AUSTIN, Tex.—The rise of the Web has caused a revolution in business—from music to journalism old models are buckling. And the upheaval is driven by the transformation of tangible goods into digital information in combination with fortuitous quirk of human nature.
That’s according to Clay Shirky, a new media scholar from New York University who spoke yesterday at the South by Southwest conference in Austin.
Shirky referenced Michael Tomasello of the Max Planck Institute who says that humans share three kinds of commodities: goods, services and information.
Imagine you are walking down the street and you see an elderly woman. She asks you for money. How would you feel? Now imagine that she asks you to help her cross the street. A different feeling. Now imagine she just asks for directions. A different feeling again.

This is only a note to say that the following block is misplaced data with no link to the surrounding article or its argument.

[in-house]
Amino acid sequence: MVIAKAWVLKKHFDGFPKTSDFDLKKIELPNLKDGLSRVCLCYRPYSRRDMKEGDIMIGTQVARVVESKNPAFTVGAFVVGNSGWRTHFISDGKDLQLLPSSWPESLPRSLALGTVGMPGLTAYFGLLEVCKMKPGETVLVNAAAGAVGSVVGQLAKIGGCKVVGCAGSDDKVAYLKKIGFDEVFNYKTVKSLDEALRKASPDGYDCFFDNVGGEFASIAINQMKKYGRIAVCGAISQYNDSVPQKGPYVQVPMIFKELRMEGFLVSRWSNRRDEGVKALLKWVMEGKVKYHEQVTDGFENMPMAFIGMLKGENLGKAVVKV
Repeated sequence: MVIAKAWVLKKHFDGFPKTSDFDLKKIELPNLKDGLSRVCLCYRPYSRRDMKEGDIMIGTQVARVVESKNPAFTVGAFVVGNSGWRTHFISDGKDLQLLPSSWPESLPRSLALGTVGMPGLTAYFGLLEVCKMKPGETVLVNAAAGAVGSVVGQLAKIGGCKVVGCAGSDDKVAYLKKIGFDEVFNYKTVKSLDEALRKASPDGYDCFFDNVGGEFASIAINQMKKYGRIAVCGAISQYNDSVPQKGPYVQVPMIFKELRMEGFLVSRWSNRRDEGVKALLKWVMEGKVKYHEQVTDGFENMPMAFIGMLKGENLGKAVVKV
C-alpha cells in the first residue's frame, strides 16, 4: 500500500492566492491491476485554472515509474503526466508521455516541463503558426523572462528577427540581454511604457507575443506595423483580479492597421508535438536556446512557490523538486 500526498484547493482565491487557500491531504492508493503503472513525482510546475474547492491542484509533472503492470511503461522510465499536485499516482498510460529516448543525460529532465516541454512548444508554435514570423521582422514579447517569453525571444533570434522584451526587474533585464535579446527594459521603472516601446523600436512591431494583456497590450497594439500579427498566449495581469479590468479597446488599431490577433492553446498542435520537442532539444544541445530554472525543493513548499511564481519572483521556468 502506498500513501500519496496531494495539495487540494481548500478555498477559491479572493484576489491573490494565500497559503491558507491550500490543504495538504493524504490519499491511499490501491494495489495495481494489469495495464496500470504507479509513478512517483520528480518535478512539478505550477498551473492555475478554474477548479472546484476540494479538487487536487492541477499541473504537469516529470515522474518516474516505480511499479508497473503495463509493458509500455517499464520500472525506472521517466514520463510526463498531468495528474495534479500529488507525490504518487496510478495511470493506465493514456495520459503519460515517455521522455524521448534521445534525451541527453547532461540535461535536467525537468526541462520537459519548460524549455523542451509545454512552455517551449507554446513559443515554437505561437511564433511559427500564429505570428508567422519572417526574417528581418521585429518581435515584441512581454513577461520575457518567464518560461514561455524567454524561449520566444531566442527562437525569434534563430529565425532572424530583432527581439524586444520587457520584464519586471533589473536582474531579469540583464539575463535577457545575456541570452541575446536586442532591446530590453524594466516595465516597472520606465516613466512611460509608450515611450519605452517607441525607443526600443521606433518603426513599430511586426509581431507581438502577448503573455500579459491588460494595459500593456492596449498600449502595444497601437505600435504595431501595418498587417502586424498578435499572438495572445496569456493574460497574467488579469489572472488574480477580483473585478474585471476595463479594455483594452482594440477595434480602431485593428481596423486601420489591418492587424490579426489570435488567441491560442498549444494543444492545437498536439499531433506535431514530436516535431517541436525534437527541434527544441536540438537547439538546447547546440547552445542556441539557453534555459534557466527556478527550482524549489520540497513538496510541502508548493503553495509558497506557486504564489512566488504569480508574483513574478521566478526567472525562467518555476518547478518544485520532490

It is this last case, the sharing of information, that humans do freely and actually want to do, according to Shirky.
Speaking about the demise of the music industry, he reminded us that we held on to our compact discs, goods we could touch. But when the music-sharing site Napster launched—and music became a digital file easily copied—sharing took off, and “the music industry freaked out.”
Shirky’s catchphrase serves as a guideline to predict future events: Behavior is motivation filtered through opportunity.